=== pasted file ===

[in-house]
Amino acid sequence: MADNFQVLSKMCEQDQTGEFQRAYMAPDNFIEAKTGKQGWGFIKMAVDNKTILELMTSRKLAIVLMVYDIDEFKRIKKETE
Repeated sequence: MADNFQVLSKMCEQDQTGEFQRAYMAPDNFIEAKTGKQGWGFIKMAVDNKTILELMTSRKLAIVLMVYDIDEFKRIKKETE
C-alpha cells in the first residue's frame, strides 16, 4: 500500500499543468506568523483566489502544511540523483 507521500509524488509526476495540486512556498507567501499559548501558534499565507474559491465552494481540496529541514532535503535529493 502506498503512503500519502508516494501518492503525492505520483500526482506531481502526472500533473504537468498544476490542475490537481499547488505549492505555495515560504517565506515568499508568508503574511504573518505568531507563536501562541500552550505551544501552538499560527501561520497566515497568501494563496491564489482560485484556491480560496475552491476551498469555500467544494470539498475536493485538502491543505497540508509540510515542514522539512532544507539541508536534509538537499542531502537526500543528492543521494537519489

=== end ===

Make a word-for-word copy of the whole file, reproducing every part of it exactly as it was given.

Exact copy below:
[in-house]
Amino acid sequence: MADNFQVLSKMCEQDQTGEFQRAYMAPDNFIEAKTGKQGWGFIKMAVDNKTILELMTSRKLAIVLMVYDIDEFKRIKKETE
Repeated sequence: MADNFQVLSKMCEQDQTGEFQRAYMAPDNFIEAKTGKQGWGFIKMAVDNKTILELMTSRKLAIVLMVYDIDEFKRIKKETE
C-alpha cells in the first residue's frame, strides 16, 4: 500500500499543468506568523483566489502544511540523483 507521500509524488509526476495540486512556498507567501499559548501558534499565507474559491465552494481540496529541514532535503535529493 502506498503512503500519502508516494501518492503525492505520483500526482506531481502526472500533473504537468498544476490542475490537481499547488505549492505555495515560504517565506515568499508568508503574511504573518505568531507563536501562541500552550505551544501552538499560527501561520497566515497568501494563496491564489482560485484556491480560496475552491476551498469555500467544494470539498475536493485538502491543505497540508509540510515542514522539512532544507539541508536534509538537499542531502537526500543528492543521494537519489